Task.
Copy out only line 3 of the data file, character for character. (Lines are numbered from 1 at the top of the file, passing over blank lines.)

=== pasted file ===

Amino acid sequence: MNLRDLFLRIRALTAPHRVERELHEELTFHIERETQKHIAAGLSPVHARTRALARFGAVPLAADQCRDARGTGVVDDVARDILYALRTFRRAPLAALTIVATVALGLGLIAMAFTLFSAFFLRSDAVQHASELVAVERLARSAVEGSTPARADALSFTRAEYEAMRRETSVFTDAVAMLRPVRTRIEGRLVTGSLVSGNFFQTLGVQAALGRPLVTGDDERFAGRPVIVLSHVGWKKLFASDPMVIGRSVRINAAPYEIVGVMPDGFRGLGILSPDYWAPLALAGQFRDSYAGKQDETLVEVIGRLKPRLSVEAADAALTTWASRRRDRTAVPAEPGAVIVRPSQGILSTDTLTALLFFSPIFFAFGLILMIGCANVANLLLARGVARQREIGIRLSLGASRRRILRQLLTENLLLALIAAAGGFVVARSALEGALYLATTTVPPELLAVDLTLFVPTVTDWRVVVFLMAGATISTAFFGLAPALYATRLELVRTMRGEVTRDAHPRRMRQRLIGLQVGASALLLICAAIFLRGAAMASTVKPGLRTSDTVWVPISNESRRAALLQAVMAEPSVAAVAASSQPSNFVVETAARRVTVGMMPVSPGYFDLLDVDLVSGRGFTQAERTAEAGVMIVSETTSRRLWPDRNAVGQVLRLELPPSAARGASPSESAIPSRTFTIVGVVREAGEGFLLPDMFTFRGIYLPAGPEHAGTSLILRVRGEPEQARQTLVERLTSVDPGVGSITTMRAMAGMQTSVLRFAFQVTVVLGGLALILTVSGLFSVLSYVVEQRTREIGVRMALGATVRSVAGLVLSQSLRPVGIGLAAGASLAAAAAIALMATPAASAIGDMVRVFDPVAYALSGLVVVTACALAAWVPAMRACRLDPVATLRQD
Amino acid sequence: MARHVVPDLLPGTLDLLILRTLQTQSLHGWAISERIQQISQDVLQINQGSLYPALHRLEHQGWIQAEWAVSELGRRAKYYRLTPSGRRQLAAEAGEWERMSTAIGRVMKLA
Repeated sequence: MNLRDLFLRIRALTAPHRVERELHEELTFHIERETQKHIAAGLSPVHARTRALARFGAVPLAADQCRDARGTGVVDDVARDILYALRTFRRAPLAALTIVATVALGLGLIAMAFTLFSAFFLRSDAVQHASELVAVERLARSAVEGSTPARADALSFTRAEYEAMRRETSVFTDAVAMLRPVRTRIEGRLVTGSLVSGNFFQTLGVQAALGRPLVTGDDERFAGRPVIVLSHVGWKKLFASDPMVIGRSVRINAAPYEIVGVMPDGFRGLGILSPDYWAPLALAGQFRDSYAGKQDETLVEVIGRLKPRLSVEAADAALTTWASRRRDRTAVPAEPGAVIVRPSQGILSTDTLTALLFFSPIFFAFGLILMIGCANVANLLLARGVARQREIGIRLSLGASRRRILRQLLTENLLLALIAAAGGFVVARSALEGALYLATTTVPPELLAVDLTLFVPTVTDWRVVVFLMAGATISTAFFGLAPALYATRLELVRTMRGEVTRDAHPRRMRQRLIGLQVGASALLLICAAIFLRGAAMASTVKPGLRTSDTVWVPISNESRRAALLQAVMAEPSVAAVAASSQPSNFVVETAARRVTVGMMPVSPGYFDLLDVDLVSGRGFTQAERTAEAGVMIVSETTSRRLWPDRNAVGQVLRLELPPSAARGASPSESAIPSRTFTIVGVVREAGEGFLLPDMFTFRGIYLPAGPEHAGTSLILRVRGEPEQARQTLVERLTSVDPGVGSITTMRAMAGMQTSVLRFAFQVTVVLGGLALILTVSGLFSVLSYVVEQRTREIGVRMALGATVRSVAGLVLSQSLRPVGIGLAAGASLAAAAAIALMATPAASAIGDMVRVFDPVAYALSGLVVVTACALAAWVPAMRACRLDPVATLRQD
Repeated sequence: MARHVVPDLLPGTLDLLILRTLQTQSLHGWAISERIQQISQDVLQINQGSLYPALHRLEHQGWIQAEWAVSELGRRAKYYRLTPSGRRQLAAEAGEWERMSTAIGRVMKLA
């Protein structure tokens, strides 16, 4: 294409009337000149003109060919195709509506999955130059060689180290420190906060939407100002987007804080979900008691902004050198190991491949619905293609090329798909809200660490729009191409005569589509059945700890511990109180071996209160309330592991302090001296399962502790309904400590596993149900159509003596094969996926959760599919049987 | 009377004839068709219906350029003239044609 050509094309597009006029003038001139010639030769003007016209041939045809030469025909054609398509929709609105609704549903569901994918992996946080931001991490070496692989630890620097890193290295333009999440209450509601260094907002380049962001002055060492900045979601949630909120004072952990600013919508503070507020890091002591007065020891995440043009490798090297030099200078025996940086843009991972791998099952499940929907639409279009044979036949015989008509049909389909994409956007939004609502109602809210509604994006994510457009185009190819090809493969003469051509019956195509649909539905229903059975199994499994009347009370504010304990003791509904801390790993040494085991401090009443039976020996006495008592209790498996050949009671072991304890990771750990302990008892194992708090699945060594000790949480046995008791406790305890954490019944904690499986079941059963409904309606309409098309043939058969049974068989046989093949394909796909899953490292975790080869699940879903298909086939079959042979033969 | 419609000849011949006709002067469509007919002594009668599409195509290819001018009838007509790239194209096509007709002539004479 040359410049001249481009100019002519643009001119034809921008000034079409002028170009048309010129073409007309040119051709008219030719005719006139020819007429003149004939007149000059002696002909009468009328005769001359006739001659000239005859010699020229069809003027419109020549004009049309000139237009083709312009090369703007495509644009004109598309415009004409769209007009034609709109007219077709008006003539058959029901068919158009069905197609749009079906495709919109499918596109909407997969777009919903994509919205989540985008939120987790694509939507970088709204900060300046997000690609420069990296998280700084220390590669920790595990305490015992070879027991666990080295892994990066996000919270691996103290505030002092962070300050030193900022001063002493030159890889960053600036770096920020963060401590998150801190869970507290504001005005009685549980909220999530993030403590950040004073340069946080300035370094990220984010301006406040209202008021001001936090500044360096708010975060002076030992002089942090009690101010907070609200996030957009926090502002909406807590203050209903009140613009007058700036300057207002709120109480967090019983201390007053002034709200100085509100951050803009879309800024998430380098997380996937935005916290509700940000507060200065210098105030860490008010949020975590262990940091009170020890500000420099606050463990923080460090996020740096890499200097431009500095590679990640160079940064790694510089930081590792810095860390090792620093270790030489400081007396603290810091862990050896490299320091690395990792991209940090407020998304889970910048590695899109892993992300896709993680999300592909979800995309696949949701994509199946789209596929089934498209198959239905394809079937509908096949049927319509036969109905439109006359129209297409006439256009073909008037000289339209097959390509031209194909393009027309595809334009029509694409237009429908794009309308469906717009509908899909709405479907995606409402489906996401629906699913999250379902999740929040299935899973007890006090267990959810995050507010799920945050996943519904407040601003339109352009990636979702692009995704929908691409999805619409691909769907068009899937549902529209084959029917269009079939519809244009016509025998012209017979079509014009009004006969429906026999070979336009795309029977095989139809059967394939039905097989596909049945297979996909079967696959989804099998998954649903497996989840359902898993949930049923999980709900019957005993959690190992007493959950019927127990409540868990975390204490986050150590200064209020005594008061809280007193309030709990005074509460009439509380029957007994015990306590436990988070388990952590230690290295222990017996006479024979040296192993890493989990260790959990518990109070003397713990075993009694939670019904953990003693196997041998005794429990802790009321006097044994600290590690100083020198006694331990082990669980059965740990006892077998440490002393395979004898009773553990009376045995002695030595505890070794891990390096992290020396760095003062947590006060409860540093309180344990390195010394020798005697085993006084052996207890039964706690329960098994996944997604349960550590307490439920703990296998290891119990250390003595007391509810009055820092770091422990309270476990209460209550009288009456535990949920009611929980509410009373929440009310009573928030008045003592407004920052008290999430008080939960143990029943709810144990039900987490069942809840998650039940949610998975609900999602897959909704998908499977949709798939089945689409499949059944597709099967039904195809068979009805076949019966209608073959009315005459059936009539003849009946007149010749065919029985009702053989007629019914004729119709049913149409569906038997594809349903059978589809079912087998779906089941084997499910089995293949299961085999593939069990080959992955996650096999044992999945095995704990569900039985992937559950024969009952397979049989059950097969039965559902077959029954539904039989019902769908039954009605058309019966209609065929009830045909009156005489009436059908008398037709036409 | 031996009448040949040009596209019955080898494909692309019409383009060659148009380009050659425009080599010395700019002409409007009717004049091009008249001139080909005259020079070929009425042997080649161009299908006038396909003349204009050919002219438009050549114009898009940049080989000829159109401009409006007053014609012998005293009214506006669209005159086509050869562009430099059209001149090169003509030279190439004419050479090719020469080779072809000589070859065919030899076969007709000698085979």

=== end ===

Repeated sequence: MNLRDLFLRIRALTAPHRVERELHEELTFHIERETQKHIAAGLSPVHARTRALARFGAVPLAADQCRDARGTGVVDDVARDILYALRTFRRAPLAALTIVATVALGLGLIAMAFTLFSAFFLRSDAVQHASELVAVERLARSAVEGSTPARADALSFTRAEYEAMRRETSVFTDAVAMLRPVRTRIEGRLVTGSLVSGNFFQTLGVQAALGRPLVTGDDERFAGRPVIVLSHVGWKKLFASDPMVIGRSVRINAAPYEIVGVMPDGFRGLGILSPDYWAPLALAGQFRDSYAGKQDETLVEVIGRLKPRLSVEAADAALTTWASRRRDRTAVPAEPGAVIVRPSQGILSTDTLTALLFFSPIFFAFGLILMIGCANVANLLLARGVARQREIGIRLSLGASRRRILRQLLTENLLLALIAAAGGFVVARSALEGALYLATTTVPPELLAVDLTLFVPTVTDWRVVVFLMAGATISTAFFGLAPALYATRLELVRTMRGEVTRDAHPRRMRQRLIGLQVGASALLLICAAIFLRGAAMASTVKPGLRTSDTVWVPISNESRRAALLQAVMAEPSVAAVAASSQPSNFVVETAARRVTVGMMPVSPGYFDLLDVDLVSGRGFTQAERTAEAGVMIVSETTSRRLWPDRNAVGQVLRLELPPSAARGASPSESAIPSRTFTIVGVVREAGEGFLLPDMFTFRGIYLPAGPEHAGTSLILRVRGEPEQARQTLVERLTSVDPGVGSITTMRAMAGMQTSVLRFAFQVTVVLGGLALILTVSGLFSVLSYVVEQRTREIGVRMALGATVRSVAGLVLSQSLRPVGIGLAAGASLAAAAAIALMATPAASAIGDMVRVFDPVAYALSGLVVVTACALAAWVPAMRACRLDPVATLRQD